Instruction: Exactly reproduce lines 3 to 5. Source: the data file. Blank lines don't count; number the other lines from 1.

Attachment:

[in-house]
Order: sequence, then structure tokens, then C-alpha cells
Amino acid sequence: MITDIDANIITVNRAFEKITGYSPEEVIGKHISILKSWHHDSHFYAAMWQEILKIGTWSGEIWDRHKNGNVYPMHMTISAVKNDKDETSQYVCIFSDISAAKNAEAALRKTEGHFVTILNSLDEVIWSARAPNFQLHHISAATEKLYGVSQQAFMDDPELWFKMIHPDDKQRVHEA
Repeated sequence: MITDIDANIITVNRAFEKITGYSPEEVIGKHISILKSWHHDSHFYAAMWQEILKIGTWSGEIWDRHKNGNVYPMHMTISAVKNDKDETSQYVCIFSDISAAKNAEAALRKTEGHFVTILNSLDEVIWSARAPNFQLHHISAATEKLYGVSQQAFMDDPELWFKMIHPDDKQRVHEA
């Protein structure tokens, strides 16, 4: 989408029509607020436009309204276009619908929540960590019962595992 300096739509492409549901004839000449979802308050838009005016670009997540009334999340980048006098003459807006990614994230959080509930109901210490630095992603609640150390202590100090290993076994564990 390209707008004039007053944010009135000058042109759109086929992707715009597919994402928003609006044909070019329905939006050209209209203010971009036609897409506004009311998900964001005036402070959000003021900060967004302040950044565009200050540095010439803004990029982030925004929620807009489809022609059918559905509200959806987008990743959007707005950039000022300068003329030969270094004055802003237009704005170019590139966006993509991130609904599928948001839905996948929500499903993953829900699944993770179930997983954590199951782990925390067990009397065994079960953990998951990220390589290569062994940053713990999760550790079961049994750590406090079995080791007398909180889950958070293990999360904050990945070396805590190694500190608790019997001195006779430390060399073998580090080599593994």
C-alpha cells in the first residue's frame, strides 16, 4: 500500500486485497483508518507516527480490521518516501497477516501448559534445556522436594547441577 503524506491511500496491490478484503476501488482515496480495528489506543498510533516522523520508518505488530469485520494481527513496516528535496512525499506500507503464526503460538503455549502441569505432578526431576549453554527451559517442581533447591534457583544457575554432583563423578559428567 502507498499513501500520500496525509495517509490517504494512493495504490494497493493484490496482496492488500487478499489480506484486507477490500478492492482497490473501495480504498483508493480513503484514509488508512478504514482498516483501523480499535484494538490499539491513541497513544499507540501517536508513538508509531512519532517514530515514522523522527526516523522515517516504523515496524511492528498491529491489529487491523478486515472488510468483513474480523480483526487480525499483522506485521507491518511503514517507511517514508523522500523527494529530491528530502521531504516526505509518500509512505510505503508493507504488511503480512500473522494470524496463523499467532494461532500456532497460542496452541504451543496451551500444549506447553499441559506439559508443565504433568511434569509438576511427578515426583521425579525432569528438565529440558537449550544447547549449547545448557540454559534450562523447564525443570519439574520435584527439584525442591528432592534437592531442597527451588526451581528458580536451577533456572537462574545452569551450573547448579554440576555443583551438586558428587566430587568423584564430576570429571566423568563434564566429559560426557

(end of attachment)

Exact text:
Amino acid sequence: MITDIDANIITVNRAFEKITGYSPEEVIGKHISILKSWHHDSHFYAAMWQEILKIGTWSGEIWDRHKNGNVYPMHMTISAVKNDKDETSQYVCIFSDISAAKNAEAALRKTEGHFVTILNSLDEVIWSARAPNFQLHHISAATEKLYGVSQQAFMDDPELWFKMIHPDDKQRVHEA
Repeated sequence: MITDIDANIITVNRAFEKITGYSPEEVIGKHISILKSWHHDSHFYAAMWQEILKIGTWSGEIWDRHKNGNVYPMHMTISAVKNDKDETSQYVCIFSDISAAKNAEAALRKTEGHFVTILNSLDEVIWSARAPNFQLHHISAATEKLYGVSQQAFMDDPELWFKMIHPDDKQRVHEA
């Protein structure tokens, strides 16, 4: 989408029509607020436009309204276009619908929540960590019962595992 300096739509492409549901004839000449979802308050838009005016670009997540009334999340980048006098003459807006990614994230959080509930109901210490630095992603609640150390202590100090290993076994564990 390209707008004039007053944010009135000058042109759109086929992707715009597919994402928003609006044909070019329905939006050209209209203010971009036609897409506004009311998900964001005036402070959000003021900060967004302040950044565009200050540095010439803004990029982030925004929620807009489809022609059918559905509200959806987008990743959007707005950039000022300068003329030969270094004055802003237009704005170019590139966006993509991130609904599928948001839905996948929500499903993953829900699944993770179930997983954590199951782990925390067990009397065994079960953990998951990220390589290569062994940053713990999760550790079961049994750590406090079995080791007398909180889950958070293990999360904050990945070396805590190694500190608790019997001195006779430390060399073998580090080599593994």